The two cardinal certitudes of democracy hit the reefs in Hong Kong yet again on Monday when a group of legislators loyal to the Communist Party of China were sworn in as members of Hong Kong’s legislature following an election that was bereft of opposition candidates. Remarkable is the mainland’s remote control which seeks to ensure that its nominees are not opposed in what is theoretically the embodiment of the people’s will. The election, if it can be so-called, was held in keeping with the terms set by Beijing.
It was expedient, therefore, for yet another pro-democracy news channel to announce that it could not operate any longer amidst a growing crackdown on freedoms in the former British colony which was handed over to China in 1997. The stranglehold of Beijing has only tightened over time. Hong Kong was once regarded as the “haven for dissent and freedoms not seen in the mainland”.
The government in Beijing, helmed by President Xi Jinping, has tightened the screws over the past year, leading to a crackdown on the pro-democracy movement, the closure of independent news outlets, the calculated removal of monuments to dissent, and an election in which people’s participation was pathetically poor. Small wonder the thoroughly contrived tryst with democracy is deemed laughable by many.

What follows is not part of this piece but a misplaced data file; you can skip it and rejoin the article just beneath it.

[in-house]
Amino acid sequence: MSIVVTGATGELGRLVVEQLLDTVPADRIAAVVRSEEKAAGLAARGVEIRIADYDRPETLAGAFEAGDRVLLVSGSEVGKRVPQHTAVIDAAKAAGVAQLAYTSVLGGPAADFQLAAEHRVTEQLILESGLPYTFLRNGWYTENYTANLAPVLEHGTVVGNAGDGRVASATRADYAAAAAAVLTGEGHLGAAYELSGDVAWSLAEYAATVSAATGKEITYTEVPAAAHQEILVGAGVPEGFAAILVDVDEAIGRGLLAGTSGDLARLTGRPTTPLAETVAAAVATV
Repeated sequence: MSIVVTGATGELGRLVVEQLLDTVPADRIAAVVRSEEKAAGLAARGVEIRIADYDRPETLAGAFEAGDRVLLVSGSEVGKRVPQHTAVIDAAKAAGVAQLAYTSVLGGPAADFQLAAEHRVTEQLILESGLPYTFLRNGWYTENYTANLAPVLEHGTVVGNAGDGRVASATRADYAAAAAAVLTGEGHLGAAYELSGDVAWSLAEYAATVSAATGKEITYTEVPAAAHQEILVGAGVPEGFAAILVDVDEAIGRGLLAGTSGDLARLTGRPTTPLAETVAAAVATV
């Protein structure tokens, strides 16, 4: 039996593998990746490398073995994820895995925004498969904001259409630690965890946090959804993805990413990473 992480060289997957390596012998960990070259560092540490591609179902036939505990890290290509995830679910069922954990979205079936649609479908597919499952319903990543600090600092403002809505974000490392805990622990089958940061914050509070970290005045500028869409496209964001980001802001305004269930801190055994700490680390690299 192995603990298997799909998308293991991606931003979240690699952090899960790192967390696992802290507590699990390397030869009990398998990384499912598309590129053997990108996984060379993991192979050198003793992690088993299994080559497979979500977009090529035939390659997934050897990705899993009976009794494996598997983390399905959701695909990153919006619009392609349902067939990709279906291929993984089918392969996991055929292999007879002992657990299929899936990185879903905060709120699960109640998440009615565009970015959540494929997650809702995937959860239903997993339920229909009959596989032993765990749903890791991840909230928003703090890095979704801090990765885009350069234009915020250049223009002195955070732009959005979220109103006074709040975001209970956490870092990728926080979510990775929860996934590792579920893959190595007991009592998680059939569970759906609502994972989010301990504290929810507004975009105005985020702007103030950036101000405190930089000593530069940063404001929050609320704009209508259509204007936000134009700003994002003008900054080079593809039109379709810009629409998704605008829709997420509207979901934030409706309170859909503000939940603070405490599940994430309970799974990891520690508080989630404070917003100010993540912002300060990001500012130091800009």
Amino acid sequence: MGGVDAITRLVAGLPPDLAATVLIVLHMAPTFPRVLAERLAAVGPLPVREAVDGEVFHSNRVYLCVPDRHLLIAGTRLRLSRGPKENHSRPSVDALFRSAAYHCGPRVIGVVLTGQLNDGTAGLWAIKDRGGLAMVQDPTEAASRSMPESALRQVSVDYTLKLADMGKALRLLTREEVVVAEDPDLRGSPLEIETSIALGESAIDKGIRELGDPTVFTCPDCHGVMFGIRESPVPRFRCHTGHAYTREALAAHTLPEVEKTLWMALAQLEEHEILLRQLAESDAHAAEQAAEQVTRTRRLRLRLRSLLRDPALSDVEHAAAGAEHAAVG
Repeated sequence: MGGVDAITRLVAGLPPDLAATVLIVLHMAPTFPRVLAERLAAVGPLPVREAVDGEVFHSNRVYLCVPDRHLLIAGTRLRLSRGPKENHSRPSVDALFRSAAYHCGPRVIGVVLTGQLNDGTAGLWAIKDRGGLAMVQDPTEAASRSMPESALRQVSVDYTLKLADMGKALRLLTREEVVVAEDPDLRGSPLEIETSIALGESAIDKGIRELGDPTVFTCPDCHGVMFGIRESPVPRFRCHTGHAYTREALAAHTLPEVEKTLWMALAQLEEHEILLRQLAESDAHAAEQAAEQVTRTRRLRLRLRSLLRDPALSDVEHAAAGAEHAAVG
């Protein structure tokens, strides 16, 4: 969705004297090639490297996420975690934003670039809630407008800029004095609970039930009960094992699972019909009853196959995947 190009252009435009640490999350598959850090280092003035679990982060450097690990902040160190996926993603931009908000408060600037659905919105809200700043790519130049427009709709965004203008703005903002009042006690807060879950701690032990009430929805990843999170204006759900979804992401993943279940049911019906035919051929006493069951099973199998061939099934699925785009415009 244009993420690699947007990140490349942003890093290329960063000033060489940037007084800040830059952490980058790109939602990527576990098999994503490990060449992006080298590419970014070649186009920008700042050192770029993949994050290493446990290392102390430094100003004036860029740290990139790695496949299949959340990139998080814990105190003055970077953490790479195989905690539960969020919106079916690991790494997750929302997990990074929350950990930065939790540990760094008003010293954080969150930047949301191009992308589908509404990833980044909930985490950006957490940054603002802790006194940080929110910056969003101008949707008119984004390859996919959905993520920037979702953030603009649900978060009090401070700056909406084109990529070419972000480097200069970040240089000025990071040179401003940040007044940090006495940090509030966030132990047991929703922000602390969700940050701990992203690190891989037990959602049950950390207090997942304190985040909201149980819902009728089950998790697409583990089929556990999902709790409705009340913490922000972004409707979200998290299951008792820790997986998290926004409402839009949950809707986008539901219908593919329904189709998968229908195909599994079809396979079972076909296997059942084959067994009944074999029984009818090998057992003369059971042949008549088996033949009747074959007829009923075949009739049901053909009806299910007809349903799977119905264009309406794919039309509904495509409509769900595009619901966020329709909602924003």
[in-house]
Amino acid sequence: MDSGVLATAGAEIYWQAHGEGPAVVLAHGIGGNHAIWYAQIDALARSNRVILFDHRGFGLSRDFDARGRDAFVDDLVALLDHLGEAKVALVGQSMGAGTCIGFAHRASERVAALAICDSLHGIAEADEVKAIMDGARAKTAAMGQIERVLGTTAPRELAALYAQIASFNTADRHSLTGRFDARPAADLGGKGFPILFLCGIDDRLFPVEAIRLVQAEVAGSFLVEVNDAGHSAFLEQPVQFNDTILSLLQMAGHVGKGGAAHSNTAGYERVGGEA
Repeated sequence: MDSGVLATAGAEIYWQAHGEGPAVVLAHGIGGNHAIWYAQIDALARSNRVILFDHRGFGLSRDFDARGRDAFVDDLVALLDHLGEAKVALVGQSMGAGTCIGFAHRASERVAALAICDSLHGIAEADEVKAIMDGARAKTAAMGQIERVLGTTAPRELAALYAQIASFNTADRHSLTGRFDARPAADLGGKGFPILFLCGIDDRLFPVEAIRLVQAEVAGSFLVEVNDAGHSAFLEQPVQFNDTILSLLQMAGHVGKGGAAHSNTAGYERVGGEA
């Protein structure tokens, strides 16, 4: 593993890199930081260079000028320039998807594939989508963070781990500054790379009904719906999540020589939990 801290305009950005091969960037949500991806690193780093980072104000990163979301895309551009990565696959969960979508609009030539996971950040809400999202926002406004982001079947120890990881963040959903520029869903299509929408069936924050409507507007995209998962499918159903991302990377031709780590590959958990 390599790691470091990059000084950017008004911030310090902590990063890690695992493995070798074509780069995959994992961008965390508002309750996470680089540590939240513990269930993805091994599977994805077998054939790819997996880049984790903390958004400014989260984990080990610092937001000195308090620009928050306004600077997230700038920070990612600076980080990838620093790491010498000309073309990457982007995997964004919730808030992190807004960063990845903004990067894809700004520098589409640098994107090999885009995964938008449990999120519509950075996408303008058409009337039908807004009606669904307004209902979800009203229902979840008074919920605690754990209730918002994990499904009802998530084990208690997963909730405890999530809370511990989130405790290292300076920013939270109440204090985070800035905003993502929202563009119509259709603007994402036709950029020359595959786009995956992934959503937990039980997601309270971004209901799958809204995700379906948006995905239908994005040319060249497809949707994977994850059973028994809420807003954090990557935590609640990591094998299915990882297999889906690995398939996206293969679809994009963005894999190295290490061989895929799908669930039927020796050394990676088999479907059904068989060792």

The founders of China News said the news channel will stop publishing on Tuesday. While they have received no order to bring down the shutters, they underlined that the deteriorating media freedoms in a financial hub would put China News in an “impossible situation”. This is the third media outlet to close in recent months, following the closure of Apple Daily, Hong Kong’s last pro-democracy print media. Also closed was the online site, Stand News.
A few days ago, the authorities raided Stand News and arrested seven people for allegedly conspiring to publish seditious material. The channel promptly announced that it would cease to operate. As pressure piles on pressure, more and more news sites are bringing the shutters down. Founded in 2017 by a group of veteran journalists, Citizen News focused on political news, analysis and investigations. None of these could possibly impress the People’s Republic of China.
It is hard to escape the conclusion that both the media and the legislature are being remote-controlled by China. A decidedly sweeping National Security Law, which was imposed on Hong Kong by China’s central legislature, had rendered independent reporting an inherently risky proposition. Journalists and political activists have been arrested under the law. Civil rights groups and unions have been compelled to disband. Many more activists have fled to avoid repression.
The National Security Law has effected a crucial change in voting rights. It envisages that whoever seeks office must be a “patriot”, effectively bringing the Election Commission under the control of the government in Beijing.